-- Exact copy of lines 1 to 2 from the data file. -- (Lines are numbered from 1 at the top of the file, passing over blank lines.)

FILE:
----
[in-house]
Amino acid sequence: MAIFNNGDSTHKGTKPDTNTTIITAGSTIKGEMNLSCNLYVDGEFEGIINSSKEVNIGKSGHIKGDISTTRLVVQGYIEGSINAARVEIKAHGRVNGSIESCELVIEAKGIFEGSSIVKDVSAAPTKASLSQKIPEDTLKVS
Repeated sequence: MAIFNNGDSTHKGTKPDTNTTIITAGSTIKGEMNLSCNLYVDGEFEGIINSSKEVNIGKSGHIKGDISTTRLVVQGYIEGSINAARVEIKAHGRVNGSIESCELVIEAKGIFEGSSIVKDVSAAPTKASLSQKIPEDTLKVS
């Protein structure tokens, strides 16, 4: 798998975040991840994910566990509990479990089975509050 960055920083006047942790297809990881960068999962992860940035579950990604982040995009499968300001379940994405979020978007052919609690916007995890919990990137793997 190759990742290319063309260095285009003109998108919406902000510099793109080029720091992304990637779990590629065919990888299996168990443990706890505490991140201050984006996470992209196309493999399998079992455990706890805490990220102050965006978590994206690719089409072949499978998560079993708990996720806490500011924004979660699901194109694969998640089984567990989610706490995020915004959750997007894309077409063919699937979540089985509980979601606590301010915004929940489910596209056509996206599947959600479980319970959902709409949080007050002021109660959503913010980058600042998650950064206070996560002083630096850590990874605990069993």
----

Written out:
[in-house]
Amino acid sequence: MAIFNNGDSTHKGTKPDTNTTIITAGSTIKGEMNLSCNLYVDGEFEGIINSSKEVNIGKSGHIKGDISTTRLVVQGYIEGSINAARVEIKAHGRVNGSIESCELVIEAKGIFEGSSIVKDVSAAPTKASLSQKIPEDTLKVS